Former Virginia Governor's Pre-Trial Talks Limited

Monday, Feb 3, 2014  |  Updated 10:52 AM PDT
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Former Virginia Governor's Pre-Trial Talks Limited

ASSOCIATED PRESS

Former Virginia Gov. Bob McDonnell pauses while making a statement as his wife, Maureen, right, listens during a news conference in Richmond, Va., Tuesday, Jan. 21, 2014. McDonnell and his wife were indicted in Jan. on corruption charges after a months long federal investigation into gifts the Republican received from a political donor.

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Former Virginia Gov. Bob McDonnell and wife Maureen were given strict orders Monday not to discuss anything "substantive'' about their upcoming trial on corruption charges with potential witnesses, including family and close friends.

Magistrate Judge David J. Novak reminded the former first couple multiple times that the punishment for breaking those rules could be jail time.

"If you do that, the government is going to find out,'' Novak said.

The McDonnells have denied charges they illegally accepted more than $165,000 in loans and gifts from a former CEO of a dietary supplement-maker in return for promoting his products. Their trial is set to begin in July.

Monday's hearing followed a set-to last week between prosecutors and the McDonnells' attorneys over a typically routine gag order prohibiting defendants from making contact with potential witnesses.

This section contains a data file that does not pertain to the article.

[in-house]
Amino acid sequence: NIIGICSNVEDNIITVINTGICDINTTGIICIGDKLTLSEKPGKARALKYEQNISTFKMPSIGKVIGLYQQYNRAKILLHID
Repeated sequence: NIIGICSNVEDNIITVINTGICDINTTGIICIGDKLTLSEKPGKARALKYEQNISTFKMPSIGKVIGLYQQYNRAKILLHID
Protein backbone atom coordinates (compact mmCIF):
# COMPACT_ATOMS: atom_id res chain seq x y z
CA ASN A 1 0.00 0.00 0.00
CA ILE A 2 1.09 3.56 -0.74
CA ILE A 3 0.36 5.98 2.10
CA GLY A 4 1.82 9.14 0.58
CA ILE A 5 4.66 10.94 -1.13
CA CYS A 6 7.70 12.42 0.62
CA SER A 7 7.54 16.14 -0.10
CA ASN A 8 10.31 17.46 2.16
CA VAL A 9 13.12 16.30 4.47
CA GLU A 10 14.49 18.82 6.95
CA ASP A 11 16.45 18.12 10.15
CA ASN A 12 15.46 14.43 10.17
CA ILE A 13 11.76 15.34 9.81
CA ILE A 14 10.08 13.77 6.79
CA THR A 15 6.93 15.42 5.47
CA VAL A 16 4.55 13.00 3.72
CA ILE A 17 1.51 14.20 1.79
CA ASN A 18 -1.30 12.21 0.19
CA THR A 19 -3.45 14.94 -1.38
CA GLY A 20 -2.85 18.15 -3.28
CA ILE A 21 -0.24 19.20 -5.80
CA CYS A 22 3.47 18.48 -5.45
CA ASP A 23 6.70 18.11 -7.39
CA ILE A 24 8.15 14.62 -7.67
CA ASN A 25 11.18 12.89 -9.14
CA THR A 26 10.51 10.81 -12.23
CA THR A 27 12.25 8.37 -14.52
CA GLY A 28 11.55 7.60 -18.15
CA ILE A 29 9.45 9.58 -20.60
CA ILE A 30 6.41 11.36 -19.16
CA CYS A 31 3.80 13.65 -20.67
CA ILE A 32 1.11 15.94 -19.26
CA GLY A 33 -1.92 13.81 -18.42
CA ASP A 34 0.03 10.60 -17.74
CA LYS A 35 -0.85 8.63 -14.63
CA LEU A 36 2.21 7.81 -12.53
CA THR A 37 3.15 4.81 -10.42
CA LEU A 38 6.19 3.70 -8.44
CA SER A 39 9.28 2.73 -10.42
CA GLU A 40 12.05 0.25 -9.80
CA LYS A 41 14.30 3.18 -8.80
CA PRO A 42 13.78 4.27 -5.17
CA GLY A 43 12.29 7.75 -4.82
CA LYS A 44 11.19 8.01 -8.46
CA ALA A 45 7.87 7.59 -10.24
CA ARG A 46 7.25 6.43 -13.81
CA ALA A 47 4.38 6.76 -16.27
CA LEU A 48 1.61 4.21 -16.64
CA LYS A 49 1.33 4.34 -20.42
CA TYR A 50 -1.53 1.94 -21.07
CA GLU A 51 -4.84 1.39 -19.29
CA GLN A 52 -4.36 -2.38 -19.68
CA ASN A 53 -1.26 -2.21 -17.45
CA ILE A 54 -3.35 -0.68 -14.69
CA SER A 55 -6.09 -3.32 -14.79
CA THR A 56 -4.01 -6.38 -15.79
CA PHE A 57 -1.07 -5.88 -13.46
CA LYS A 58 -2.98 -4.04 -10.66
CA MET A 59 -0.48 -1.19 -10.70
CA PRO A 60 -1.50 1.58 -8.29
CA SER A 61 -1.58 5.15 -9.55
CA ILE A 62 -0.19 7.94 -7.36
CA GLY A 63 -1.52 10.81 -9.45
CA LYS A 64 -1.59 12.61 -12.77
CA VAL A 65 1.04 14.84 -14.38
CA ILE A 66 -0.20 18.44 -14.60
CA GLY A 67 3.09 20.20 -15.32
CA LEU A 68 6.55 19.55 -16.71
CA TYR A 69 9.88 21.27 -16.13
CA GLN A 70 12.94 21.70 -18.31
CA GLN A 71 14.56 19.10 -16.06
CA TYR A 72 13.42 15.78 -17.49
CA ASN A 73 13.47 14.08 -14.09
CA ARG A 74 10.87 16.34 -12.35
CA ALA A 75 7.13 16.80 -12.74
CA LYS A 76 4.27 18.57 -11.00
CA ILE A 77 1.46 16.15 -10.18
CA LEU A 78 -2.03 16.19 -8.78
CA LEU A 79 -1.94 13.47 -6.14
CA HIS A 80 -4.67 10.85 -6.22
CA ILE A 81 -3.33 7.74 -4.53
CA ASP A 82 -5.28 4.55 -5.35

Prosecutors argued in court records that the McDonnells should be allowed to speak only with potential witnesses who are family members, and not about the case.

The McDonnells' lawyers argued that the prosecutors were seeking "draconian'' restrictions that would prevent the McDonnells from accessing their support network during an "extremely traumatic'' period in their lives.

Novak ruled that the McDonnells could speak with any potential witness about benign aspects of the case - such as scheduling issues - but could not discuss anything "about the substance of the case.'' The order excludes so-called character witnesses who would not be testifying about aspects of the criminal case.

In court, Bob McDonnell's attorney unsuccessfully argued for slightly fewer restrictions, with prohibited conversations limited only to potential witnesses' possible testimony.

At Monday's hearing, Novak said he had no reason to believe the McDonnells would not comply with his rules but warned them that their former high-ranking positions would not exempt them from punishment.

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